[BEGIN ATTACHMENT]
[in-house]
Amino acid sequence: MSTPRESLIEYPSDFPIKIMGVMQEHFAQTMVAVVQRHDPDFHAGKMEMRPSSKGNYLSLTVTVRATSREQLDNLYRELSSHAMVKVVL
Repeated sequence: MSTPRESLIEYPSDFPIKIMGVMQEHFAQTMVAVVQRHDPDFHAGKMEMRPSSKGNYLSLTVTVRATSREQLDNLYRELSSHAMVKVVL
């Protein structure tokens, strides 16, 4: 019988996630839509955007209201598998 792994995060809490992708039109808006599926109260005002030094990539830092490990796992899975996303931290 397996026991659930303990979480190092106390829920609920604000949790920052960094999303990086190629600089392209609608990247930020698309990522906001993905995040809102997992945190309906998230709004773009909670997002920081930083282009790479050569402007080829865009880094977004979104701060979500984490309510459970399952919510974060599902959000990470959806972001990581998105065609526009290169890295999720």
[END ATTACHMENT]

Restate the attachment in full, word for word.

[in-house]
Amino acid sequence: MSTPRESLIEYPSDFPIKIMGVMQEHFAQTMVAVVQRHDPDFHAGKMEMRPSSKGNYLSLTVTVRATSREQLDNLYRELSSHAMVKVVL
Repeated sequence: MSTPRESLIEYPSDFPIKIMGVMQEHFAQTMVAVVQRHDPDFHAGKMEMRPSSKGNYLSLTVTVRATSREQLDNLYRELSSHAMVKVVL
């Protein structure tokens, strides 16, 4: 019988996630839509955007209201598998 792994995060809490992708039109808006599926109260005002030094990539830092490990796992899975996303931290 397996026991659930303990979480190092106390829920609920604000949790920052960094999303990086190629600089392209609608990247930020698309990522906001993905995040809102997992945190309906998230709004773009909670997002920081930083282009790479050569402007080829865009880094977004979104701060979500984490309510459970399952919510974060599902959000990470959806972001990581998105065609526009290169890295999720």